Professor Bob Nichol and Professor Michio Kaku of the Horizon team ask if we are alone in the Universe, a very searching question.
For thousands of years, science has tried to understand the mysteries of the night sky. It is an awe-inspiring achievement that a certain kind of ape has discovered that it is living on a planet, that the planet is flying around a star in the galaxy.
The Roman ruins being excavated at Birdoswald give a fascinating insight into post-Roman life in Wroxeter on Hadrian’s Wall.
Amid the gentle hills of the Shropshire countryside lie the remains of the Roman town of Wroxeter. Romantic ruins fascinated early antiquarians, who saw it as an evocative reminder of the great civilisation which had fallen into ruin.
The tin ingots discovered in a sunken galley in Plymouth Sound take the historians on an ancient journey to Constantinople.
The tin that the divers found lay a few metres away from a beach which has yielded some intriguing remains. Coastal erosion has revealed hearths were meat had been cooked. Could these be connected to the tin trade?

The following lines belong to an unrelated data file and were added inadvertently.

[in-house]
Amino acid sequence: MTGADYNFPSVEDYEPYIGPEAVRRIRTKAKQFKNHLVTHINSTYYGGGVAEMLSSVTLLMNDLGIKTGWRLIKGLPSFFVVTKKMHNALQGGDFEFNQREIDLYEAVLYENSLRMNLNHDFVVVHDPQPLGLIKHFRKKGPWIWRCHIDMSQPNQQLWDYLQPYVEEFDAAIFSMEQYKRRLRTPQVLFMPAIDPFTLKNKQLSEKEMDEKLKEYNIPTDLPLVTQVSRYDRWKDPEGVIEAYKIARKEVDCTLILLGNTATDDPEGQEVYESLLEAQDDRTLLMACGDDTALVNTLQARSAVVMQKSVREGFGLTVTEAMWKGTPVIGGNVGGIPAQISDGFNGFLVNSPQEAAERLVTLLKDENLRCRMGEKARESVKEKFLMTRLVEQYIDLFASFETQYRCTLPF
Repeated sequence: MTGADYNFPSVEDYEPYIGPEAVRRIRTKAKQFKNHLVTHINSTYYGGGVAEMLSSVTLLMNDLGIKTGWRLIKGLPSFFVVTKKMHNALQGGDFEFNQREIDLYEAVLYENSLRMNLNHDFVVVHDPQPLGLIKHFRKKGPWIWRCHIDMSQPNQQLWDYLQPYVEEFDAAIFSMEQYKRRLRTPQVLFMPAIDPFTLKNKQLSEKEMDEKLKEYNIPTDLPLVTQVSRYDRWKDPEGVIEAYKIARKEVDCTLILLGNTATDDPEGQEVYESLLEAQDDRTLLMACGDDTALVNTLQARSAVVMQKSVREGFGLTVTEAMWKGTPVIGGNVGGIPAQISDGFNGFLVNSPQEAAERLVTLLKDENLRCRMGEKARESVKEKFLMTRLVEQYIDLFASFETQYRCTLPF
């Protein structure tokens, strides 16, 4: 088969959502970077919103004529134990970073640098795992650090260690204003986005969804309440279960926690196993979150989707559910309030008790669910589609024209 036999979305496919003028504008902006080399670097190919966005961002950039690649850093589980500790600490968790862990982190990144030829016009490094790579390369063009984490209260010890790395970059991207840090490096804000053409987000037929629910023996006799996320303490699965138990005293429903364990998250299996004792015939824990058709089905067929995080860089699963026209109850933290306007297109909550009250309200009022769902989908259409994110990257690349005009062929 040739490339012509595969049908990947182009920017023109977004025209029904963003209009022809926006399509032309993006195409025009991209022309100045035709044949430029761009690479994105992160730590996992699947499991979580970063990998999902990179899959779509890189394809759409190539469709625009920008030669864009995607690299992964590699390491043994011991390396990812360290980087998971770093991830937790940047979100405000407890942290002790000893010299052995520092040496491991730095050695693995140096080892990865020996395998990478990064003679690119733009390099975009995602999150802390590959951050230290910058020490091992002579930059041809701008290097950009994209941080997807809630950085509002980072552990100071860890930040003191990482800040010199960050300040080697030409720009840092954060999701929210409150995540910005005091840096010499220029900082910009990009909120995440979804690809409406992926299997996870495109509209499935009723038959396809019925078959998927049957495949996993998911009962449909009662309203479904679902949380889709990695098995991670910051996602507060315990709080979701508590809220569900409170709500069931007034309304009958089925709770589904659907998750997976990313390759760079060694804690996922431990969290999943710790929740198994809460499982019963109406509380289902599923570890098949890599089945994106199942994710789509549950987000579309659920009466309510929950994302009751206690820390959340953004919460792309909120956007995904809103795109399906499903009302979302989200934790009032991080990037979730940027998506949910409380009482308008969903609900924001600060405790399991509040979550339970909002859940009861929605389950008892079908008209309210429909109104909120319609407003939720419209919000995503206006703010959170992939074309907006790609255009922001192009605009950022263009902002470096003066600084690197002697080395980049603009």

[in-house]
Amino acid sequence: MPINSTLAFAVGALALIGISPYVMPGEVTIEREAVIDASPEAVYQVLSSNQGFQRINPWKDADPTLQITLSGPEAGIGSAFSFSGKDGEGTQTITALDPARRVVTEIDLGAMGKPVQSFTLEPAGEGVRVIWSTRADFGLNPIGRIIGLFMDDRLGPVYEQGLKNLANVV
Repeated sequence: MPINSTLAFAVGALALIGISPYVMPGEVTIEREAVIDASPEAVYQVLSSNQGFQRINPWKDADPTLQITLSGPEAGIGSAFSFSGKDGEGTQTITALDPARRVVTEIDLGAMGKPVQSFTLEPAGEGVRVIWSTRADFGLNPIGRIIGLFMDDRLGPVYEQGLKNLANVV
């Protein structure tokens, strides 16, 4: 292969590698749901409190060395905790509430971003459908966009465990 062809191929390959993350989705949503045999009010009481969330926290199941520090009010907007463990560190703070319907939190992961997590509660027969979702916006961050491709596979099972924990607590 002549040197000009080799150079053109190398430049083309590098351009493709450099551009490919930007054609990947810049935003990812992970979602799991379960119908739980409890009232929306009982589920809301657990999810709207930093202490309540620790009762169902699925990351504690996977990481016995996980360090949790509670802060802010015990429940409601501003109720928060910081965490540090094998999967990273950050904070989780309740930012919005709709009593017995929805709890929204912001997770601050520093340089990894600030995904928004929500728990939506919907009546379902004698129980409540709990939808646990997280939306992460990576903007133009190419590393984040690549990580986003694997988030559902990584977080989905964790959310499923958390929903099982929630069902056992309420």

Archaeologist Mark Whyman has made a stunning find in his home town of York. The post Roman pottery demonstrates civilisation continued.
Life in York did not come to a standstill in 410. Mark had found evidence for some kind of activity in the city after the Romans left. And he is not alone. All over the country, archaeologists are piecing together a picture of dark age Britain very different from the conventional story of collapse.
The English Language has its roots in German with a strong influence from the original Celtic language of the British Isles.
If you’re a Celt and you’re trying to learn old English, just like any second language, you’re going to make mistakes. If you go to France today you’re bound to make mistakes, mistakes which really show structure from your own language.